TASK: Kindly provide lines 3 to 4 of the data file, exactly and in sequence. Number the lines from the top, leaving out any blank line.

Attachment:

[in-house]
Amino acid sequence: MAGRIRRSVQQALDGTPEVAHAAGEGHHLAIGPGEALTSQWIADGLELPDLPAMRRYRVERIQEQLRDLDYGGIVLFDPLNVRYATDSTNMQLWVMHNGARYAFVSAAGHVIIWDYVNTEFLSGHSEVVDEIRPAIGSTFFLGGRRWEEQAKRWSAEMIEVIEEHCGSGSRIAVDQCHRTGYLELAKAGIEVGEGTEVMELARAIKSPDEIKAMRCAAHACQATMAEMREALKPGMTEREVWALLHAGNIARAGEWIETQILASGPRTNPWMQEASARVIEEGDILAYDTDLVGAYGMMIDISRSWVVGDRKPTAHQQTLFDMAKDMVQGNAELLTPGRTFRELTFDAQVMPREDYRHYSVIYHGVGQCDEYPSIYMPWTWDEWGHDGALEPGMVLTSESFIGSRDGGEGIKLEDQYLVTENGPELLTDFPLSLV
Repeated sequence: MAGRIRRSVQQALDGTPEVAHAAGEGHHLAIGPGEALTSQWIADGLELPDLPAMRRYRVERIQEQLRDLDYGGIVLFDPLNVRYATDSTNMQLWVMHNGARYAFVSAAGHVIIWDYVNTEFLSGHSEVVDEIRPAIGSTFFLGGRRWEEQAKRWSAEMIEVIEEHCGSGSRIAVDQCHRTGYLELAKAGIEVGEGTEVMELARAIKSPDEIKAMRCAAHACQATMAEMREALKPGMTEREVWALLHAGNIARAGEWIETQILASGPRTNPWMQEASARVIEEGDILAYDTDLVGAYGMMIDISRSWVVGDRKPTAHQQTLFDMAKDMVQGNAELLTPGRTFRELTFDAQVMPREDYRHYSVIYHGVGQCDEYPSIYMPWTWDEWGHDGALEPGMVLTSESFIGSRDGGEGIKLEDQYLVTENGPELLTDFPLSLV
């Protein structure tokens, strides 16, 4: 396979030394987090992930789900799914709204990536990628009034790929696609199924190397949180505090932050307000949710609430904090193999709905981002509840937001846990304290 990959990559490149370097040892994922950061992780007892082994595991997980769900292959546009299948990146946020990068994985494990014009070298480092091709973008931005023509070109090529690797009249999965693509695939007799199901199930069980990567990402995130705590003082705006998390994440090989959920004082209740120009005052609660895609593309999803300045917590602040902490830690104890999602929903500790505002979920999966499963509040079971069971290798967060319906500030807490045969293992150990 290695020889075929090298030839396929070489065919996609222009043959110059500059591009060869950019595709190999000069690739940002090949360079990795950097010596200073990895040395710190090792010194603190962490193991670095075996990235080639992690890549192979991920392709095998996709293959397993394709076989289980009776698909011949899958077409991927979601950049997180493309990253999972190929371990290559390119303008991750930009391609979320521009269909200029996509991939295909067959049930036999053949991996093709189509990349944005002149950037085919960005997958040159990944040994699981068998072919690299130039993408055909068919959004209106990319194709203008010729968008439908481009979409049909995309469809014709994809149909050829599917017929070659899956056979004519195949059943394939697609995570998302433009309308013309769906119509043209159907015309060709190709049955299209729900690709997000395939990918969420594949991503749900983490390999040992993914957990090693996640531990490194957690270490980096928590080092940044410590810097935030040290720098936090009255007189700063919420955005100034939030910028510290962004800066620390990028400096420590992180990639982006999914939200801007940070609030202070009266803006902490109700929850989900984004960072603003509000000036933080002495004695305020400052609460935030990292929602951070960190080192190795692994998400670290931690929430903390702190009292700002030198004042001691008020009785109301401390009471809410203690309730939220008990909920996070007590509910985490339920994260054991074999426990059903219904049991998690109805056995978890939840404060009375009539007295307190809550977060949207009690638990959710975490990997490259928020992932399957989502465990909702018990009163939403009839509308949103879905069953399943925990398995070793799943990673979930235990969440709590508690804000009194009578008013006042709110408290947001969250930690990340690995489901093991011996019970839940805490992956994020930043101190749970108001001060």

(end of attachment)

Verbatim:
Repeated sequence: MAGRIRRSVQQALDGTPEVAHAAGEGHHLAIGPGEALTSQWIADGLELPDLPAMRRYRVERIQEQLRDLDYGGIVLFDPLNVRYATDSTNMQLWVMHNGARYAFVSAAGHVIIWDYVNTEFLSGHSEVVDEIRPAIGSTFFLGGRRWEEQAKRWSAEMIEVIEEHCGSGSRIAVDQCHRTGYLELAKAGIEVGEGTEVMELARAIKSPDEIKAMRCAAHACQATMAEMREALKPGMTEREVWALLHAGNIARAGEWIETQILASGPRTNPWMQEASARVIEEGDILAYDTDLVGAYGMMIDISRSWVVGDRKPTAHQQTLFDMAKDMVQGNAELLTPGRTFRELTFDAQVMPREDYRHYSVIYHGVGQCDEYPSIYMPWTWDEWGHDGALEPGMVLTSESFIGSRDGGEGIKLEDQYLVTENGPELLTDFPLSLV
């Protein structure tokens, strides 16, 4: 396979030394987090992930789900799914709204990536990628009034790929696609199924190397949180505090932050307000949710609430904090193999709905981002509840937001846990304290 990959990559490149370097040892994922950061992780007892082994595991997980769900292959546009299948990146946020990068994985494990014009070298480092091709973008931005023509070109090529690797009249999965693509695939007799199901199930069980990567990402995130705590003082705006998390994440090989959920004082209740120009005052609660895609593309999803300045917590602040902490830690104890999602929903500790505002979920999966499963509040079971069971290798967060319906500030807490045969293992150990 290695020889075929090298030839396929070489065919996609222009043959110059500059591009060869950019595709190999000069690739940002090949360079990795950097010596200073990895040395710190090792010194603190962490193991670095075996990235080639992690890549192979991920392709095998996709293959397993394709076989289980009776698909011949899958077409991927979601950049997180493309990253999972190929371990290559390119303008991750930009391609979320521009269909200029996509991939295909067959049930036999053949991996093709189509990349944005002149950037085919960005997958040159990944040994699981068998072919690299130039993408055909068919959004209106990319194709203008010729968008439908481009979409049909995309469809014709994809149909050829599917017929070659899956056979004519195949059943394939697609995570998302433009309308013309769906119509043209159907015309060709190709049955299209729900690709997000395939990918969420594949991503749900983490390999040992993914957990090693996640531990490194957690270490980096928590080092940044410590810097935030040290720098936090009255007189700063919420955005100034939030910028510290962004800066620390990028400096420590992180990639982006999914939200801007940070609030202070009266803006902490109700929850989900984004960072603003509000000036933080002495004695305020400052609460935030990292929602951070960190080192190795692994998400670290931690929430903390702190009292700002030198004042001691008020009785109301401390009471809410203690309730939220008990909920996070007590509910985490339920994260054991074999426990059903219904049991998690109805056995978890939840404060009375009539007295307190809550977060949207009690638990959710975490990997490259928020992932399957989502465990909702018990009163939403009839509308949103879905069953399943925990398995070793799943990673979930235990969440709590508690804000009194009578008013006042709110408290947001969250930690990340690995489901093991011996019970839940805490992956994020930043101190749970108001001060």